About the Department
The Department of Engineering Sciences and Applied Mathematics is an integral part of many research efforts throughout the McCormick School of Engineering and Applied Science, as well as other Northwestern schools such as the Weinberg College of Arts and Sciences and Feinberg School of Medicine.
Our focus on applying mathematics to today's problems, and developing new mathematical approaches to meet the challenges of new problems, provide an unparalleled opportunity for our students to appreciate and understand the diverse applications of mathematics, which make applied math an important and stimulating discipline.
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The department offers coursework in applied mathematics. It administers an undergraduate program leading to a bachelor of science in applied mathematics. The applied mathematics program is intended to provide the knowledge necessary for applying mathematical ideas and techniques to the problems that arise in engineering or science.
A host of McCormick-wide special programs are also available to undergraduate students.
The department offers two graduate programs in engineering sciences and applied mathematics: a master of science program and a doctoral program. Qualified students with backgrounds in engineering, mathematics, or science are eligible for admission to either program.
The master of science program is designed for students who want a background in basic applied math skills but are not necessarily interested in pursuing PhD studies. The PhD program is designed for students who want to pursue research in applied math at the highest level.
The faculty members in the Department of Engineering Sciences and Applied Mathematics include a member of the National Academy of Engineering, fellows of societies such as the Society for Industrial and Applied Mathematics, the American Physical Society, the American Academy of Arts and Sciences, the American Association for the Advancement of Science, and the American Academy of Mechanics, editors of a host of journals, and have recevied many awards and prizes, such as the Charles Deering McCormick Professor of Teaching Excellence, and NSF Career Award winners.
Faculty and students regularly interact with researchers in other departments, using experiments to motivate and validate mathematical modeling, as well as spurring experiments to observe new phenomena predicted by the models. Collaborators can be found in virtually all science and engineering departments within Northwestern, as well as in universities and laboratories throughout the country and the world.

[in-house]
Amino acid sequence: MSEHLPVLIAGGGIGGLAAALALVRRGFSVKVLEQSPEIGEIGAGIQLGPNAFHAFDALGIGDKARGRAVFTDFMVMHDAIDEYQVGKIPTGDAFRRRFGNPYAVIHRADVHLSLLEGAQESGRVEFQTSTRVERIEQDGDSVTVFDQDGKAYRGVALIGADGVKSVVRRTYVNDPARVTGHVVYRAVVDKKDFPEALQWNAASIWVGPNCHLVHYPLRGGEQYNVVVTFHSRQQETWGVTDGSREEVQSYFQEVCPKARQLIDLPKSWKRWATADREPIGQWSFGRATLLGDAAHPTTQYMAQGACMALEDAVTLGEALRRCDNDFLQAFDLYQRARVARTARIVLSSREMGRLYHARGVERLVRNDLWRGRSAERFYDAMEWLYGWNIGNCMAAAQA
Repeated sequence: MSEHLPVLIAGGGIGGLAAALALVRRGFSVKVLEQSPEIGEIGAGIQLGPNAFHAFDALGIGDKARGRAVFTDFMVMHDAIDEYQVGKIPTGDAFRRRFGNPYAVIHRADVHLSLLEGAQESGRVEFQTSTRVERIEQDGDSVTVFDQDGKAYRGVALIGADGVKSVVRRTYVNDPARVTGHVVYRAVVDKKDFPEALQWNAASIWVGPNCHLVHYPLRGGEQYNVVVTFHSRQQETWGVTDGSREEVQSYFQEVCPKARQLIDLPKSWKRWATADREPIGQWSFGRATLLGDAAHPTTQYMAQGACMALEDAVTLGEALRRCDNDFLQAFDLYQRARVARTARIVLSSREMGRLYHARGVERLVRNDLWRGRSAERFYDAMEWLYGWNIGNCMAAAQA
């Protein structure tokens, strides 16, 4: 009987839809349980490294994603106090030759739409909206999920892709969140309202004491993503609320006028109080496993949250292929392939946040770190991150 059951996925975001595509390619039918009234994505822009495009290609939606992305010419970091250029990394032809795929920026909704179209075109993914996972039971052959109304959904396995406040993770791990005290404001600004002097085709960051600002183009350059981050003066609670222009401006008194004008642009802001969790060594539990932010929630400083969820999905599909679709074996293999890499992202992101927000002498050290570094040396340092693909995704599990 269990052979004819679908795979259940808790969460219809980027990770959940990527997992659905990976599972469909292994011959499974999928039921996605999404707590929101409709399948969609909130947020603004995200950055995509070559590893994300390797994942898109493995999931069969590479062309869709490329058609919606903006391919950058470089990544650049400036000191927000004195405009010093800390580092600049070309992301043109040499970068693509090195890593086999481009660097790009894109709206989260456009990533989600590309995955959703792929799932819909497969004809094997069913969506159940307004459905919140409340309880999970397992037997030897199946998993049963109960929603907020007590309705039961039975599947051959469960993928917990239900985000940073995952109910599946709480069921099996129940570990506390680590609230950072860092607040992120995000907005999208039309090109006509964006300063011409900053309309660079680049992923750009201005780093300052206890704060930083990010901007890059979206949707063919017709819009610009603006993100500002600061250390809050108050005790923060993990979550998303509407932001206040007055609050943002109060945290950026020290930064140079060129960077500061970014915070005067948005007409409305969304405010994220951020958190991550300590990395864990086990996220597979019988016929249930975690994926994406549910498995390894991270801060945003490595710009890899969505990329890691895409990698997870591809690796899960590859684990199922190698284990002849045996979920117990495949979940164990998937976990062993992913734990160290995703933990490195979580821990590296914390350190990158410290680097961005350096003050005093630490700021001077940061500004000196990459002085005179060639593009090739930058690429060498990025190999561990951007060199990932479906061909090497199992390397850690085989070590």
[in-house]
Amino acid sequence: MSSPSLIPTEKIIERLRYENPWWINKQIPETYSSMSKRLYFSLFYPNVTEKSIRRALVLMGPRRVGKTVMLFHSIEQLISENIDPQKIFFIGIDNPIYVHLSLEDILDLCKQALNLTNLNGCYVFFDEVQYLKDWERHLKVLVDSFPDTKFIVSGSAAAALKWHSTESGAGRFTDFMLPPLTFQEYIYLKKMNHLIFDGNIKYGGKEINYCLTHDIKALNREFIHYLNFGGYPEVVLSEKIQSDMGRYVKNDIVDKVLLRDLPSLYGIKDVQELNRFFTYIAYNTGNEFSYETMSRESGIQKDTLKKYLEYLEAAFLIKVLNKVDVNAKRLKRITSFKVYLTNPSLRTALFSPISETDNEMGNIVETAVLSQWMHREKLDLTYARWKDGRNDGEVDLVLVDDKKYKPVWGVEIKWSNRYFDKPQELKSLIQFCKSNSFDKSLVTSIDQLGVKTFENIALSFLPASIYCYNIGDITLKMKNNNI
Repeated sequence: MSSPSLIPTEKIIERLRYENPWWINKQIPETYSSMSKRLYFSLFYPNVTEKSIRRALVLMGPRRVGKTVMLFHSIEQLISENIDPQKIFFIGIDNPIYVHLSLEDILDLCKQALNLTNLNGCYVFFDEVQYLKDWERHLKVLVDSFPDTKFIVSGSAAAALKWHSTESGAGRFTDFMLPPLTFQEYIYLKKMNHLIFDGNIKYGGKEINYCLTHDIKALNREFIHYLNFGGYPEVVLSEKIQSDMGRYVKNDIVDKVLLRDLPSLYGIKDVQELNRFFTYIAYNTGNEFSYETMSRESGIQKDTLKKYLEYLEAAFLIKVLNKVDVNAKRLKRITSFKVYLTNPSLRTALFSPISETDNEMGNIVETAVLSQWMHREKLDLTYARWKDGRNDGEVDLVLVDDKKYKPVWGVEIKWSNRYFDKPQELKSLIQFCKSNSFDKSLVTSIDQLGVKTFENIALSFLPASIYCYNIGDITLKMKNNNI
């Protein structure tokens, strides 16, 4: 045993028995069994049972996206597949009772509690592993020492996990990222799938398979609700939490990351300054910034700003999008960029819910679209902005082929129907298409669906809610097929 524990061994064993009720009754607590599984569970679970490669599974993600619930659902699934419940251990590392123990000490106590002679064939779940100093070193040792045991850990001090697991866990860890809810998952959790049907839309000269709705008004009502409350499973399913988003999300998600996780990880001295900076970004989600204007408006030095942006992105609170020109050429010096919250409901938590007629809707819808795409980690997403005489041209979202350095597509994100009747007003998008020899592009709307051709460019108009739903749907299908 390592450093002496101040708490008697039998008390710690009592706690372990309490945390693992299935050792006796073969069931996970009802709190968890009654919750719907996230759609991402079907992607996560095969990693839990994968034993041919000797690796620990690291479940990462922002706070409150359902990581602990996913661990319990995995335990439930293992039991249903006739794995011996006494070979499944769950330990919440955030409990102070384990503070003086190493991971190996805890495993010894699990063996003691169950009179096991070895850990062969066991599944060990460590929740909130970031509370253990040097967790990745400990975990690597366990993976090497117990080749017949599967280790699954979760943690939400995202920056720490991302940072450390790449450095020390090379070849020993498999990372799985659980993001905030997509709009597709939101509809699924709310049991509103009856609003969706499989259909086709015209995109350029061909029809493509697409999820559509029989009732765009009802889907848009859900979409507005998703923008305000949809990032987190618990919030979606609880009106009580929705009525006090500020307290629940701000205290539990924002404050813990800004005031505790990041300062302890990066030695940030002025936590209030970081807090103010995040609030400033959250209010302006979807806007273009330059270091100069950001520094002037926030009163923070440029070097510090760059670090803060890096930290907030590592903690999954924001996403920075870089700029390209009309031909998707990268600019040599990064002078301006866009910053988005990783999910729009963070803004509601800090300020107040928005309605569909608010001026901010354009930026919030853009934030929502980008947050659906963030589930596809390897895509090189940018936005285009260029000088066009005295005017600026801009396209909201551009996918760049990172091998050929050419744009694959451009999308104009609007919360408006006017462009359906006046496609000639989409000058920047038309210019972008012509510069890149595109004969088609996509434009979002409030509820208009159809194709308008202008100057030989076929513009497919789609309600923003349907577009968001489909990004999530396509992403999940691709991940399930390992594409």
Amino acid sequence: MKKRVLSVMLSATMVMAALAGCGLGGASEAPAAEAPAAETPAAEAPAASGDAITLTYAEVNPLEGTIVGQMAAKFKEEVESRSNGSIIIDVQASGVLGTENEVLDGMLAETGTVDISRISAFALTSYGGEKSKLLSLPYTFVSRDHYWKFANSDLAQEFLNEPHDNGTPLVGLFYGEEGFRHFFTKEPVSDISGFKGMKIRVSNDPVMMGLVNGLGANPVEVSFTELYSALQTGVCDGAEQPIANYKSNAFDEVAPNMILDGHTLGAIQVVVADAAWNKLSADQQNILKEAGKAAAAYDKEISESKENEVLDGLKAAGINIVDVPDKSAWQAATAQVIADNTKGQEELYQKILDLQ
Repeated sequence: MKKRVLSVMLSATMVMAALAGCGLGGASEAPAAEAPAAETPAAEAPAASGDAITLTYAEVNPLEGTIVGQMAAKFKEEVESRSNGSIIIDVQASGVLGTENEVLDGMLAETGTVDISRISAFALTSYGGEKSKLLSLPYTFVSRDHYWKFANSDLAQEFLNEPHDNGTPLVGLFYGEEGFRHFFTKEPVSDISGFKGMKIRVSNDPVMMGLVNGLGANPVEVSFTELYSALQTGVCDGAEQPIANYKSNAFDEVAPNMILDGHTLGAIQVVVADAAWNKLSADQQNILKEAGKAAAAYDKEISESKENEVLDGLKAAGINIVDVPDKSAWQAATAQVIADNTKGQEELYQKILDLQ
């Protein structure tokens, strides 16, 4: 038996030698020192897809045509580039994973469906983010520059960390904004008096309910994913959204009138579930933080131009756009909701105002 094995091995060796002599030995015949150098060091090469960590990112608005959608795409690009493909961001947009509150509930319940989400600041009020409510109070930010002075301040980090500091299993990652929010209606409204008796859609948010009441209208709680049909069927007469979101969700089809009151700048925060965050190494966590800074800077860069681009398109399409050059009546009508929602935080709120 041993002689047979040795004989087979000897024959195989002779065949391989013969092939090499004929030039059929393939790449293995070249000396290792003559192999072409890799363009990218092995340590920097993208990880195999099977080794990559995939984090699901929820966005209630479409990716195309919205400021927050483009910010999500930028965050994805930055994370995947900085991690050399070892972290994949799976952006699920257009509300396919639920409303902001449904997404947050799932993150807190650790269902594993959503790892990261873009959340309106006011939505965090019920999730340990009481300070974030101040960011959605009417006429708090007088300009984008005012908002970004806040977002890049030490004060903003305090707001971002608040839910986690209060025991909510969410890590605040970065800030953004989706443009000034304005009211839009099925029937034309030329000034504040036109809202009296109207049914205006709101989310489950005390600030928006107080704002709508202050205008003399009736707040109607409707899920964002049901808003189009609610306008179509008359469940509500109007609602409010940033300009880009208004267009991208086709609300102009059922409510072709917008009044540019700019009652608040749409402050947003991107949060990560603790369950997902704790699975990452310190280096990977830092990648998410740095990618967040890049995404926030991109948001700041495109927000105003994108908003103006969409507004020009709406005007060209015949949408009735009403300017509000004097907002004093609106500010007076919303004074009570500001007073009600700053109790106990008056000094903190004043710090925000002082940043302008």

The department hosts the Applied Math Colloquium and the Edward L. Reiss Memorial Lectures in Applied Mathematics.
Prior to 1976, McCormick's applied mathematics program was represented by a subgroup within an amalgamated Department of Engineering Sciences, which also included programs in atmospheric sciences, biomedical engineering, and nuclear engineering. In 1976, Bruno A. Boley, then dean of engineering, promoted the development of applied mathematics by renaming the department to its present Department of Engineering Sciences and Applied Mathematics (ESAM). Despite the name change, ESAM continued for several years to house three distinct programs: applied mathematics, biomedical engineering, and nuclear engineering.
In 1977, ESAM began a building process that would soon have it recognized as one of the best programs in applied mathematics. Beginning the transformation was the hiring of Bernie Matkowsky in 1977. Together with Ed Olmstead, who was already at Northwestern, he was given a mandate to build an applied mathematics department.
ESAM continued to grow and flourish with the addition of several faculty members, including Stephen Davis and Ed Reiss in 1979. The department grew to the point that, in 1985, the nuclear engineering program was joined with mechanical engineering and the biomedical engineering program became a separate department. At this point, ESAM became solely focused on applied mathematics.
In the early years of ESAM, the primary research topics in applied mathematics included combustion, classical fluid dynamics, and solid mechanics. Through the addition of new faculty as well as transitions by existing faculty, the research interests of ESAM have broadened and evolved to include emerging areas such as mathematical biology, complex systems, and social sciences, to name a few.
In 2000, Ed Reiss passed away. To honor his many contributions to Northwestern and the applied mathematics community, ESAM instituted a memorial lecture series that bears his name. The lecture series brings prominent leaders in applied mathematics to ESAM and is a highlight of the year.
During its 35-year history, ESAM has graduated more than 150 PhDs in applied mathematics. Many have gone on to hold prominent positions in top universities, laboratories, and companies worldwide. In the past few years alone, five of these PhDs have risen to the level of department chair at their academic institutions. ESAM graduates are in high demand because of their strong commitment to answering practical engineering and scientific questions through mathematics—a commitment that began with the department's founding faculty.